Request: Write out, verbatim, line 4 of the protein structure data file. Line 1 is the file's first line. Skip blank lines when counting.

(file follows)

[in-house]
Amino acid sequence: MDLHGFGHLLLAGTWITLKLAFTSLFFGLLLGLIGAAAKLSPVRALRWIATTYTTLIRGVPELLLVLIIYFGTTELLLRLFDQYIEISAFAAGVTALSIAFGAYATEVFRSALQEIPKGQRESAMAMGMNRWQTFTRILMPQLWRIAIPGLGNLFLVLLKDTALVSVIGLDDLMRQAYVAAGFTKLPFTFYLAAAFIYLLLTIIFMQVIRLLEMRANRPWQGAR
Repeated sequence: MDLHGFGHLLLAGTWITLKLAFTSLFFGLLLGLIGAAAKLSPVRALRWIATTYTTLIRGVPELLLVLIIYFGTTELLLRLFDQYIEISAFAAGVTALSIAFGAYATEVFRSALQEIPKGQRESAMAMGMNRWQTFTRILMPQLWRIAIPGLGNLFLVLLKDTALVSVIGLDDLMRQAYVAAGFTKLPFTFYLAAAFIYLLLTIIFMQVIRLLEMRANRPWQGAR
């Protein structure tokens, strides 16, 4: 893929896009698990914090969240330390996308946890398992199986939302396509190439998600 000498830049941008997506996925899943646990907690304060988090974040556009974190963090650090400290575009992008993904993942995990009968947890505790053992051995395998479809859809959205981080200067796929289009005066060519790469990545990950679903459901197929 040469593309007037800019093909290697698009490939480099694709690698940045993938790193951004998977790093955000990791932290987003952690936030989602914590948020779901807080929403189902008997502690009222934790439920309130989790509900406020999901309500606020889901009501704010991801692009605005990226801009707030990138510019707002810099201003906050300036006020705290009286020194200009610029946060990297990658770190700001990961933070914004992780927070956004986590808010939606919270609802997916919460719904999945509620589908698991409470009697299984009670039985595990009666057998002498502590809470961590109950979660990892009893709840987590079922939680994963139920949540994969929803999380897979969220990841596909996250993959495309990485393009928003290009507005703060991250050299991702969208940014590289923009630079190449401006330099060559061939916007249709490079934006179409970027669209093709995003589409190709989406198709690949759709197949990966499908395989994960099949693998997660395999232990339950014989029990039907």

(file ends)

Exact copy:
């Protein structure tokens, strides 16, 4: 893929896009698990914090969240330390996308946890398992199986939302396509190439998600 000498830049941008997506996925899943646990907690304060988090974040556009974190963090650090400290575009992008993904993942995990009968947890505790053992051995395998479809859809959205981080200067796929289009005066060519790469990545990950679903459901197929 040469593309007037800019093909290697698009490939480099694709690698940045993938790193951004998977790093955000990791932290987003952690936030989602914590948020779901807080929403189902008997502690009222934790439920309130989790509900406020999901309500606020889901009501704010991801692009605005990226801009707030990138510019707002810099201003906050300036006020705290009286020194200009610029946060990297990658770190700001990961933070914004992780927070956004986590808010939606919270609802997916919460719904999945509620589908698991409470009697299984009670039985595990009666057998002498502590809470961590109950979660990892009893709840987590079922939680994963139920949540994969929803999380897979969220990841596909996250993959495309990485393009928003290009507005703060991250050299991702969208940014590289923009630079190449401006330099060559061939916007249709490079934006179409970027669209093709995003589409190709989406198709690949759709197949990966499908395989994960099949693998997660395999232990339950014989029990039907």